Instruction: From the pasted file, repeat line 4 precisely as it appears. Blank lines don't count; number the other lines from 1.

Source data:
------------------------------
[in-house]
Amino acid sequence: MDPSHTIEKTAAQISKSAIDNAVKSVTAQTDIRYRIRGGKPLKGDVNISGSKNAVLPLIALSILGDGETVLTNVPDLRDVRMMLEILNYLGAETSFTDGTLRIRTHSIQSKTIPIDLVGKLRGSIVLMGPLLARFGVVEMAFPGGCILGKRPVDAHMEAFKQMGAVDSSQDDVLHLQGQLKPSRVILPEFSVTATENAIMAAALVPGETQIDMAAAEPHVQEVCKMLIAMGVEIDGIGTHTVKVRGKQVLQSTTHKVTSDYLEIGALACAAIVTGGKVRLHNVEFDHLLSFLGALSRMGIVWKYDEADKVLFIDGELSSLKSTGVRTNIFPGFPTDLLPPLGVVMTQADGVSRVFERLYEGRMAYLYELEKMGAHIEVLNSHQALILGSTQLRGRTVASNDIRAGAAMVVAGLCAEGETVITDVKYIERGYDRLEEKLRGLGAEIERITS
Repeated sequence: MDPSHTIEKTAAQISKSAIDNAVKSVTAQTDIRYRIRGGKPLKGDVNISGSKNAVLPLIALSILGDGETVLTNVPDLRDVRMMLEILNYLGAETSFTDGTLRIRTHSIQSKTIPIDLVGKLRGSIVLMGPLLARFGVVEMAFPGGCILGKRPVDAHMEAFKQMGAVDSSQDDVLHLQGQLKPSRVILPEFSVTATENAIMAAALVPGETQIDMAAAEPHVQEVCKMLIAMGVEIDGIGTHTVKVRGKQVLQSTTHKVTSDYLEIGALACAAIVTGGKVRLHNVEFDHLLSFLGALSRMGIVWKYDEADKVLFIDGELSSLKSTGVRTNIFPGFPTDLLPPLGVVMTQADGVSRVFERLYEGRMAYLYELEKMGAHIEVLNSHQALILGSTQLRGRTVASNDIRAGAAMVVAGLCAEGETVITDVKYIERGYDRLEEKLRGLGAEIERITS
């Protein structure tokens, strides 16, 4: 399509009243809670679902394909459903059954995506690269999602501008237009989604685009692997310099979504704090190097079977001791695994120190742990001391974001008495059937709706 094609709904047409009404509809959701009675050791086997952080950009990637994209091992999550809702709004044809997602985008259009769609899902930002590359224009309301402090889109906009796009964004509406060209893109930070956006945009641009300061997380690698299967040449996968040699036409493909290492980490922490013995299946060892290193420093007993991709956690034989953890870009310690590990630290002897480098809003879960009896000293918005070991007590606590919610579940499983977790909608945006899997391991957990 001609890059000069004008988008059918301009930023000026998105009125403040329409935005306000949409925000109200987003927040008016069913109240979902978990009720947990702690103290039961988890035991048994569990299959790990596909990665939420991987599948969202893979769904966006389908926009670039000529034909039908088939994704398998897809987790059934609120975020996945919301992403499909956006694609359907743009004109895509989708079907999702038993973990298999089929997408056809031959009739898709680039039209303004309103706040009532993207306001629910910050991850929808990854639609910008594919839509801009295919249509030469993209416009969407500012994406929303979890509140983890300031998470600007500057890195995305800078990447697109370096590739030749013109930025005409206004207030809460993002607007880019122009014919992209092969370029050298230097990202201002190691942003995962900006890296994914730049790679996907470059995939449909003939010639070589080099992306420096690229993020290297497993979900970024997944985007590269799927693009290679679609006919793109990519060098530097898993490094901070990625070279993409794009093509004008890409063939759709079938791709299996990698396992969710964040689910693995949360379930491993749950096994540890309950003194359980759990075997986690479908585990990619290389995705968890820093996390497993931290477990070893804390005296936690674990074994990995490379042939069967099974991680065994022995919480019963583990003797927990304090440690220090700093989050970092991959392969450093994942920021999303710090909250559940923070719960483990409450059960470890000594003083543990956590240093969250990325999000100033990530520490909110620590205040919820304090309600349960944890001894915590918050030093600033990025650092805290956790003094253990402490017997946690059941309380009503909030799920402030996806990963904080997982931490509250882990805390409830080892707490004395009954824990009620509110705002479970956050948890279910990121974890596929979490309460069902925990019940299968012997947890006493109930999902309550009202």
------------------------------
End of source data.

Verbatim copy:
């Protein structure tokens, strides 16, 4: 399509009243809670679902394909459903059954995506690269999602501008237009989604685009692997310099979504704090190097079977001791695994120190742990001391974001008495059937709706 094609709904047409009404509809959701009675050791086997952080950009990637994209091992999550809702709004044809997602985008259009769609899902930002590359224009309301402090889109906009796009964004509406060209893109930070956006945009641009300061997380690698299967040449996968040699036409493909290492980490922490013995299946060892290193420093007993991709956690034989953890870009310690590990630290002897480098809003879960009896000293918005070991007590606590919610579940499983977790909608945006899997391991957990 001609890059000069004008988008059918301009930023000026998105009125403040329409935005306000949409925000109200987003927040008016069913109240979902978990009720947990702690103290039961988890035991048994569990299959790990596909990665939420991987599948969202893979769904966006389908926009670039000529034909039908088939994704398998897809987790059934609120975020996945919301992403499909956006694609359907743009004109895509989708079907999702038993973990298999089929997408056809031959009739898709680039039209303004309103706040009532993207306001629910910050991850929808990854639609910008594919839509801009295919249509030469993209416009969407500012994406929303979890509140983890300031998470600007500057890195995305800078990447697109370096590739030749013109930025005409206004207030809460993002607007880019122009014919992209092969370029050298230097990202201002190691942003995962900006890296994914730049790679996907470059995939449909003939010639070589080099992306420096690229993020290297497993979900970024997944985007590269799927693009290679679609006919793109990519060098530097898993490094901070990625070279993409794009093509004008890409063939759709079938791709299996990698396992969710964040689910693995949360379930491993749950096994540890309950003194359980759990075997986690479908585990990619290389995705968890820093996390497993931290477990070893804390005296936690674990074994990995490379042939069967099974991680065994022995919480019963583990003797927990304090440690220090700093989050970092991959392969450093994942920021999303710090909250559940923070719960483990409450059960470890000594003083543990956590240093969250990325999000100033990530520490909110620590205040919820304090309600349960944890001894915590918050030093600033990025650092805290956790003094253990402490017997946690059941309380009503909030799920402030996806990963904080997982931490509250882990805390409830080892707490004395009954824990009620509110705002479970956050948890279910990121974890596929979490309460069902925990019940299968012997947890006493109930999902309550009202």